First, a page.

Vice President – Curtis Bridges (1 year)

  1. How long have you lived in Belmont?  I’ve lived in Belmont for 4 years, as of this December!
  2. What is your favorite aspect of Belmont?  I love that Belmont is a true urban neighborhood, with neighbors who walk around and know/talk to each other, and buildings which have history and character
  3. What changes would you like to see happen in Belmont? How could you be helpful with those changes? I would like to see old and new residents of Belmont continue to become comfortable with determining how Belmont grows while remaining “home” for all of us.
  4. Tell us about your skills, ie. writing, event planning, finance, relationship building, etc. My professional life involves quite a bit of leading/facilitating group efforts, planning, writing, budgeting, and communicating.
  5. Are you able to commit to monthly board meetings, neighborhood meetings, and volunteering at BCA events? Yes, I currently participate in monthly board and neighborhood meetings and volunteer or attend most BCA events.

 

Secretary – Lindsay Olson (filled vacated position in 2017)

  1. How long have you lived in Belmont? Just over four years. I moved in October 2013.
  2. What is your favorite aspect of Belmont? There is so much! I love my neighbors, the location, walkability, and the architecture. 
  3. What changes would you like to see happen in Belmont? How could you be helpful with those changes? Seeing our community work together towards common goals to promote inclusiveness, a safe and welcoming neighborhood and to make sure everyone has a voice. A neighborhood in which we support and care for one another. I already see this happening and it is amazing to watch and be a part of!! I am very proud to call Belmont home!!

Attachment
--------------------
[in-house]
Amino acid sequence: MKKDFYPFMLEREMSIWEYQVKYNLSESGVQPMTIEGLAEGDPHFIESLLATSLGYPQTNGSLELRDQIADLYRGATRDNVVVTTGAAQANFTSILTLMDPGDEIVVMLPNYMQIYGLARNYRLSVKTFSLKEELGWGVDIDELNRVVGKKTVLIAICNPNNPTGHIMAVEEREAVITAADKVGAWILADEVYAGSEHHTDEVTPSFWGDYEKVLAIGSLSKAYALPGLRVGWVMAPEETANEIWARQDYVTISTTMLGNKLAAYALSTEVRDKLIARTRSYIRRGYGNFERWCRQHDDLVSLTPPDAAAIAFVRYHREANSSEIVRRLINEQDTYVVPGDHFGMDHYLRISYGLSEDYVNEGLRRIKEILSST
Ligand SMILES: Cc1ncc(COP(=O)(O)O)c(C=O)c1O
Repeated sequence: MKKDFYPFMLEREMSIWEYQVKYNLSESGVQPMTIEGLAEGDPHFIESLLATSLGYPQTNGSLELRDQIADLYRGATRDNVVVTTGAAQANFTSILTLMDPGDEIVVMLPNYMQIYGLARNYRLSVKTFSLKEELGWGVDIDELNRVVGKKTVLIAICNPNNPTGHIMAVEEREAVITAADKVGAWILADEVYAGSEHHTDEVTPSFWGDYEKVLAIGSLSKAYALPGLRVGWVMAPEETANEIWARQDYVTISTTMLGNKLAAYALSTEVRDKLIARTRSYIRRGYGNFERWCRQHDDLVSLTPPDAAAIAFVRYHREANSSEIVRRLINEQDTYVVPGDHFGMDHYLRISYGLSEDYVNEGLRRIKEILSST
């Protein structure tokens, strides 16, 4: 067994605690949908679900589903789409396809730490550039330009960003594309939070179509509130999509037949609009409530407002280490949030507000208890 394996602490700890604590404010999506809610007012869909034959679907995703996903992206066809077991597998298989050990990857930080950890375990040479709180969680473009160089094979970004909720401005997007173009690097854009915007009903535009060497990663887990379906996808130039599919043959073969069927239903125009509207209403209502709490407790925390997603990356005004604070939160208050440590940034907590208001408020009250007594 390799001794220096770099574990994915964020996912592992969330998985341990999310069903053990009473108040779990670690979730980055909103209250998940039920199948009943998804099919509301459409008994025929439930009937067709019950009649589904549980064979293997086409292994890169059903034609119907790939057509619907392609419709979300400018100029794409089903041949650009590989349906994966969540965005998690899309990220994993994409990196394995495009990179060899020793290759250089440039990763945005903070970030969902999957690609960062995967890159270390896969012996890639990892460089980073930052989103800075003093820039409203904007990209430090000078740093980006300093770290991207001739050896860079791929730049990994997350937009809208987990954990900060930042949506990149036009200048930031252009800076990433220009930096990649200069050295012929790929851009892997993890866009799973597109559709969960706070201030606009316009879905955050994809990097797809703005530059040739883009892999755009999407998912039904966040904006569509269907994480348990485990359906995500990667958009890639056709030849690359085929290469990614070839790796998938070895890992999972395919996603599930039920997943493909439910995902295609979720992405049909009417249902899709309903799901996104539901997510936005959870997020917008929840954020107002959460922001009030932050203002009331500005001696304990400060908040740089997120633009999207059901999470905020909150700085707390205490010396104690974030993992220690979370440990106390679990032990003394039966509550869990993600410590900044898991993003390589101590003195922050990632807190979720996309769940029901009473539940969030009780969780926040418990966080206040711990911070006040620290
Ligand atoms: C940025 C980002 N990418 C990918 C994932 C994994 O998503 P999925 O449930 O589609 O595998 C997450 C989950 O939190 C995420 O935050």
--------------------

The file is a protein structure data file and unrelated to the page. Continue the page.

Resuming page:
4. Tell us about your skills, ie. writing, event planning, finance, relationship building, etc.
  5. Are you able to commit to monthly board meetings, neighborhood meetings, and volunteering at BCA events? Yes

 

Advisory Board Liaison – Minister Anderson (new position)

  1. How long have you lived in Belmont? I have lived in the Belmont neighborhood for approximately twenty years
  2. What is your favorite aspect of Belmont? My favorite aspect of Belmont is the older houses and memories. 
  3. What changes would you like to see happen in Belmont? How could you be helpful with those changes? I would like to see more community events with the involvement of neighbors. I could be helpful with those changes by reaching out to new and old neighbors as often as possible.
  4. Tell us about your skills, ie. writing, event planning, finance, relationship building, etc. I worked as the supervisor of Seventh Street Detox Center for approximately ten years. In 1986 our family organized Generations of Change Ministry of which I was the president. I facilitated big events in the Belmont neighborhood at Cordelia Park, Hawthorne School, and the Belmont Center. These events were done under Generations of Change Ministry.
  5. Are you able to commit to monthly board meetings, neighborhood meetings, and volunteering at BCA events? I am now retired and available to attend monthly board meetings, neighborhood meetings, and to volunteer at BCA events when needed.

 

Business Liaison – Kevin Giriunas (1 year)

  1. How long have you lived in Belmont?  I have owned Advent Coworking in Belmont for 2 years.
  2. What is your favorite aspect of Belmont? The intention of keeping it special.